If your bones and joints are strong and flexible, they move smoothly. And that means life can be fun, and appreciated fully. But for one in seven people, movement is restricted by a musculoskeletal disorder – arthritis, back pain, fracture, osteoporosis, or sports trauma. Faced with such pain and discomfort, you may be pleased to pay £3,500 for orthopaedic surgery or hydrotherapy to get those painful joints flexible again. But would you be so willing to spend the same money on your pet Labrador?
Veterinary care has developed fast over the last 10 years and as pets get older they are increasingly likely to suffer illness that can be lengthy and expensive to treat. Take diabetes for example. It’s relatively common in dogs over the age of 6 and whilst it can be successfully treated, the treatment is ongoing and expensive – one vet estimated that treatment could cost around £2,500 per year. Eczema is yet another condition which can require a long period of treatment.
But as with humans, pets can require emergency treatment at any time. In fact one in three pets make an unplanned visit to the vet every year (source Mintel). Labradors and Golden Retrievers can have conditions such progressive retinal atrophy, Setters can get canine leucocyte adhesion deficiency (can someone tell me what that is?!), Alsations are prone to hip dysplasia and Boxers and Spaniels are susceptible to dodgy hearts. And then there are always those accidents and scrapes in which our pets are so likely to become involved. Your puss may have nine lives but you might have nine vets’ bills! With a series of x-rays costing £400 and an MRI scan putting you back £1,500 the case for pet insurance becomes compelling.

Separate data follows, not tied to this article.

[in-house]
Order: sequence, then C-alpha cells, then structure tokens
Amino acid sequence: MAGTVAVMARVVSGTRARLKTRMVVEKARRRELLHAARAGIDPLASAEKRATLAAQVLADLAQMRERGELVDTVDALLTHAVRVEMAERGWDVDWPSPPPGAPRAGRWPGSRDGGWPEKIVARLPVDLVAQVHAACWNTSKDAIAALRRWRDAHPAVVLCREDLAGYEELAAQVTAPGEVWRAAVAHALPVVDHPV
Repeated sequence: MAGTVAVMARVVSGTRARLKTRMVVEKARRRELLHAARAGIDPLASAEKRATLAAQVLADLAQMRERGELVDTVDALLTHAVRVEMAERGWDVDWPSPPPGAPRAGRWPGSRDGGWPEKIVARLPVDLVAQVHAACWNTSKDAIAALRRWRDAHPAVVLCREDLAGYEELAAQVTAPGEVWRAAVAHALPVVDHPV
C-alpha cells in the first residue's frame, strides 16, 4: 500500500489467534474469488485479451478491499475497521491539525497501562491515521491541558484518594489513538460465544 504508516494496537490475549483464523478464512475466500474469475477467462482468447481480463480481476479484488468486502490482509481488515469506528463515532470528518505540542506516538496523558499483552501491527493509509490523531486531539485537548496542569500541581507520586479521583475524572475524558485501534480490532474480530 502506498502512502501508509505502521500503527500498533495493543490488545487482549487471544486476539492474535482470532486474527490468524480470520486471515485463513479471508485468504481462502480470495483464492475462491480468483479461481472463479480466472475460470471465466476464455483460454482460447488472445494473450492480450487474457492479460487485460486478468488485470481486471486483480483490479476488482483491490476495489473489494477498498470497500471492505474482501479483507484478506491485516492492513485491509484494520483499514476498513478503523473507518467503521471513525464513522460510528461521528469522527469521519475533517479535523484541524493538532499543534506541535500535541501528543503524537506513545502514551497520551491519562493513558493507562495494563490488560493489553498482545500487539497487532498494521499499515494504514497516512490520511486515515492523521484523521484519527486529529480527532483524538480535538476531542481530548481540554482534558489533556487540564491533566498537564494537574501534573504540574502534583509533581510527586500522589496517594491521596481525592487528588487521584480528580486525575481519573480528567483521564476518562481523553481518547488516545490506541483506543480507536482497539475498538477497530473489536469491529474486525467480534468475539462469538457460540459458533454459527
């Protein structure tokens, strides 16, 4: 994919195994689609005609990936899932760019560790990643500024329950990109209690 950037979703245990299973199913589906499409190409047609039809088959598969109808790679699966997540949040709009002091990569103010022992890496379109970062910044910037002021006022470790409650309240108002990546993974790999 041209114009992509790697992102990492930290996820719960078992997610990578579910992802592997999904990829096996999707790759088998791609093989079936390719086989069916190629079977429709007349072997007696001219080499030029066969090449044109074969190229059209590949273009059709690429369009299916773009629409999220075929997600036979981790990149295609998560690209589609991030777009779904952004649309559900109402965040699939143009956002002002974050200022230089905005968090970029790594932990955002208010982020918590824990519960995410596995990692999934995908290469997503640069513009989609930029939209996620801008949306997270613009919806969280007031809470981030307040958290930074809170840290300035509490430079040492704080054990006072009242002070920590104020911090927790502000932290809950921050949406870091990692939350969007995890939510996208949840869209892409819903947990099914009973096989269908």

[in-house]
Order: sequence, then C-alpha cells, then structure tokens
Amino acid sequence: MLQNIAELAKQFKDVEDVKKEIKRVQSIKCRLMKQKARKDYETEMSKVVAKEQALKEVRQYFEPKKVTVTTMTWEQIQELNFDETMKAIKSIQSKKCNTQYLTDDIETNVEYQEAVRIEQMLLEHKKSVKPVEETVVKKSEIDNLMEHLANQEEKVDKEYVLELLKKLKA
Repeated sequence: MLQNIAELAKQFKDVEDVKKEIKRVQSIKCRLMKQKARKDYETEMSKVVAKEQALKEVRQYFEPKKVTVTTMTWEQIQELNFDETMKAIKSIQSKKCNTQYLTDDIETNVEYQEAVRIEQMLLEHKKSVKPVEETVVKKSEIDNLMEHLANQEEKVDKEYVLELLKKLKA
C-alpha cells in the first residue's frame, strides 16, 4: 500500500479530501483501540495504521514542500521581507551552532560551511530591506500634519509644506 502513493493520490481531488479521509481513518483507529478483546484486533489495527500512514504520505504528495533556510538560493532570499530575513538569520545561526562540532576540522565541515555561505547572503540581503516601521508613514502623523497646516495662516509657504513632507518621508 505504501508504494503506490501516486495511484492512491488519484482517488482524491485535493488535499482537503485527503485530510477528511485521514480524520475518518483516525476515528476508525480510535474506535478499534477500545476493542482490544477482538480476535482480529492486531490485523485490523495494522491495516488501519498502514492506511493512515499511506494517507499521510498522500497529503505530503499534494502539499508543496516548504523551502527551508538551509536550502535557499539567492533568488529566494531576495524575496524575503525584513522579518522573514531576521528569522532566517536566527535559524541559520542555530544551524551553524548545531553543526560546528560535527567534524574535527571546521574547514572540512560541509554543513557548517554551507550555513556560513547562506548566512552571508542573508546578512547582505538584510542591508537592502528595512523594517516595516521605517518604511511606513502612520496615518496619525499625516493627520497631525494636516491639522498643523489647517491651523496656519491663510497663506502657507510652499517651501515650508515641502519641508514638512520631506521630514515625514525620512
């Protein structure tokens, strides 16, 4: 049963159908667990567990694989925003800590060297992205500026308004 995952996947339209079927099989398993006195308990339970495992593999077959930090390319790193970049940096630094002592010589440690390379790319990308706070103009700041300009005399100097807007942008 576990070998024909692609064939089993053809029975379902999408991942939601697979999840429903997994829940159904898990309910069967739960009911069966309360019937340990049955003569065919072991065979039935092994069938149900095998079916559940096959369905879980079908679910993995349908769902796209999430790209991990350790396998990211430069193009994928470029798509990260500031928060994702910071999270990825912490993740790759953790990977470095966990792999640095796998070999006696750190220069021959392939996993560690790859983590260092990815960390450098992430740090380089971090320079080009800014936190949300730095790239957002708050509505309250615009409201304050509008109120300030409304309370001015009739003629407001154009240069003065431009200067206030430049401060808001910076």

Against this background, pet insurance is becoming the fastest growing form of insurance in the UK. Halifax, Petplan, PDSA, Petwise, Sainsburys and Marks and Spencers are all names in the market. Indeed, competition for your business is so fierce there are over 60 mainline insurers offering over 220 different policies. This flood of choice makes the job of choosing a policy somewhat complicated.
So lets try and keep things simple. Pet Plans fall into three basic groups. The first limits the amount paid per condition; the second limits the total paid annually; and the third and usually cheaper, but only suitable for one-off emergencies, limits the claim to per condition per 12 months. Not too good for diabetes!
So faced with all this choice what should you look out for? Here’s 10 key questions to ask:
• Are claims covered annually or on a “per condition” basis?
• If the cover is “per condition”, what is the time limit?
• What is the excess per claim?
• Find out if your breed of pet is susceptible to any hereditary condition and whether the plan will cover that. For dogs you’ll find information about hereditary conditions at www.the-kennel-club.org.uk and for cats try www.petplanet.co.uk/petplanet/breeds/cats-breeds
• What is the £ limit on vets’ fees?
• Does the insurance plan cover the cost of advertising and rewards if you pet is lost or stolen?
• If you are in hospital does the insurance cover kennel or cattery fees? Some plans will payout after the owner has been in hospital for a minimum number of days.
• Is your dog covered for third party liability? Remember, if your dog causes damage or injury you personally, could be liable for damages.
• If you pet has to have urgent surgery shortly before you are due to go on holiday, will the plan pay your holiday cancellation costs?
• Does the plan make a payout if your pet dies?
Where can you find this information? Surprisingly, vets are not always that helpful. They normally carry details of one or two plans but are rarely up to date with the pet insurance market generally. Not surprising really with all the developments in veterinary treatments to keep abreast of!
No, the Internet is the best source of information. Search for pet, dog or cat insurance and you’ll find all the information you need. It might take you an hour or so to search out the answers to the key questions but it will be worth it in the end.